114), Remusatia Schott (1832: 18), and Vietnamocasia from this study.
During a 2010 floristic investigation of Mount Dầu, specifically the Khánh Giang-Trường Lệ community forest in Nghĩa Hành District, Quảng Ngãi Province, Central Vietnam, a small population of a highly unusual colocasioid aroid was encountered sterile by the first and third authors. Subsequently between May and August 2015 five fertile collections were made by the first author. Comparison with herbarium specimens and relevant taxonomic literature revealed these plants to not belong to any described species. In addition, these plants possess separate staminate flowers which comprised of 2–3 stamens (not formed into synandria) and lack an expanded synconnective. Although confident that these plants represented an undescribed species it remained unclear to which, if any, existing genus they should be assigned. To establish the generic position sequences were generated from three chloroplast loci, the trnL-F intergenic spacer, the rpl20-rps12 intergenic spacer, and the trnK/matK region, and one nuclear gene, phytochrome C (phyC), and analysed along with representative sequences of all genera of the Alocasia-Colocasia clade sensu Nauheimer et al. (2012a). The result of these analyses revealed that the plant represented a new genus as well as a new species of the Alocasia-Colocasia clade, here described as Vietnamocasia dauae N.S.Lý, S.Y.Wong, T.Haevermans & D.V.Nguyen.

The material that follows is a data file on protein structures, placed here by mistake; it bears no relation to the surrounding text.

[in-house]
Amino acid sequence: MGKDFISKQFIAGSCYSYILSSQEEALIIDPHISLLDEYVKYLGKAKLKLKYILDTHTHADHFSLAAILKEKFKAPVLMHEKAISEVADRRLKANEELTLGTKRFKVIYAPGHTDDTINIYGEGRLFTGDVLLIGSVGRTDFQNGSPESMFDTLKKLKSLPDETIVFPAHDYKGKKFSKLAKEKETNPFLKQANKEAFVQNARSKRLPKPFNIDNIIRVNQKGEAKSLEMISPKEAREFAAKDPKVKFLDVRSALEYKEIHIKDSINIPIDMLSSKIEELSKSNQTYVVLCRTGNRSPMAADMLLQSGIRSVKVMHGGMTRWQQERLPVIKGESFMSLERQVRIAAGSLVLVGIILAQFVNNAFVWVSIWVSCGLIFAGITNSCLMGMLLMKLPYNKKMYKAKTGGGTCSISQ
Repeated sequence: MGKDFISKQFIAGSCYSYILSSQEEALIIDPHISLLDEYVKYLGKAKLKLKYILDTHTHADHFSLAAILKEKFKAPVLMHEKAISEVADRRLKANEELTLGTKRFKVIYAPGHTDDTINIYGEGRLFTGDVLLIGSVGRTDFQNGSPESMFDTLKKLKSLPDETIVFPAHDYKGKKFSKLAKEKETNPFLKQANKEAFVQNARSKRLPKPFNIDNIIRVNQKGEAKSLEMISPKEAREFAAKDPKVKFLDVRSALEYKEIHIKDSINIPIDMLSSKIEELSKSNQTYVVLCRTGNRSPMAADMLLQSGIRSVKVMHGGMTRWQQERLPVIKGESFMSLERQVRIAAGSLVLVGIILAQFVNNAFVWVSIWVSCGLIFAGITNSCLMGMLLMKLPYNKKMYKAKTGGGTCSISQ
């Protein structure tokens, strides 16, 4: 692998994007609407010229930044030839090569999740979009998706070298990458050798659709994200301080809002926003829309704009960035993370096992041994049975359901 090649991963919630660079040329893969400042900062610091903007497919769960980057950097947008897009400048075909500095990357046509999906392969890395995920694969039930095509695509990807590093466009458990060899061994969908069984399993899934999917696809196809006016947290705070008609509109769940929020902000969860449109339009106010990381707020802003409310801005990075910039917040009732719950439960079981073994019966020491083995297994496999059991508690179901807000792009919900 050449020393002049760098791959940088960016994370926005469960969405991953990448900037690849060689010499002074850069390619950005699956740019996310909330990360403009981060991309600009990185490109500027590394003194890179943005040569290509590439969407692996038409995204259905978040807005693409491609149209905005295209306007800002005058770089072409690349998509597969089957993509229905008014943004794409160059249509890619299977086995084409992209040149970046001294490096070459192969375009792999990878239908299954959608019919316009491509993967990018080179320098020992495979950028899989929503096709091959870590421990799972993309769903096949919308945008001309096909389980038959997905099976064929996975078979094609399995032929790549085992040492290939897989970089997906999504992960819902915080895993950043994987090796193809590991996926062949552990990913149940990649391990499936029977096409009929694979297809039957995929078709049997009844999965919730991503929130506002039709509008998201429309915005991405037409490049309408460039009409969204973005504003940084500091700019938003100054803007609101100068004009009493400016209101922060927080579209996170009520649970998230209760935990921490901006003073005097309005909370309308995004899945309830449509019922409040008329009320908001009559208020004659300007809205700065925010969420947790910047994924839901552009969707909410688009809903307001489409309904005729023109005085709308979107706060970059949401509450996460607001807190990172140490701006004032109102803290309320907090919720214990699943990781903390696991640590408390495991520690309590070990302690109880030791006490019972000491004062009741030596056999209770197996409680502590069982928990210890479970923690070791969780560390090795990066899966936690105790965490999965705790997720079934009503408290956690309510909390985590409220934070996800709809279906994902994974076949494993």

Materials and methods
Taxonomic study:—Measurements and descriptions were made from mature living plants, herbarium specimens (VNM, P), and spirit material preserved in 70% ethanol. A taxonomic key is constructed based on living materials where possible and combined with Nauheimer & Boyce (2014). Conservation status was assessed using the IUCN Red list Categories and Criteria version 3.1 (IUCN 2012).

 Vietnamocasia dauae
FIGURE 3. Vietnamocasia dauae. A. Habit; B. Leaf blades: adaxially and abaxially with their closed-up of the leaf bases (from left); C. Inflorescence (front view); D. Cataphyll, spathe (back view), and spadix (from left); E. Close-up of pistillate (E1), sterile interstice (E2) and staminate zones showing free individual staminate flowers (a red arrow, E3); F. Closed-up of appendix; G. pistillate zone after anthesis with lower spathe; H. Fruit spathe (back and front views); I. Longitudinal section of fruit spathe and infructescences (from left).

Vietnamocasia daua
FIGURE 4. Vietnamocasia dauae. A. Habit; B. Details of leaf base; C. Apical part of stem showing cataphylls of infructescence and continuation shoot; D. Inflorescence; E. Spadix; F. Ovary (top view); G. Ovary (side view); H. Cross-section of ovary; I. Synandrodes, top view; J. Synandrodes, side view; K. Stamen, side view; L. Stamens, top view; M. Stamens, side view; N. Infructescence.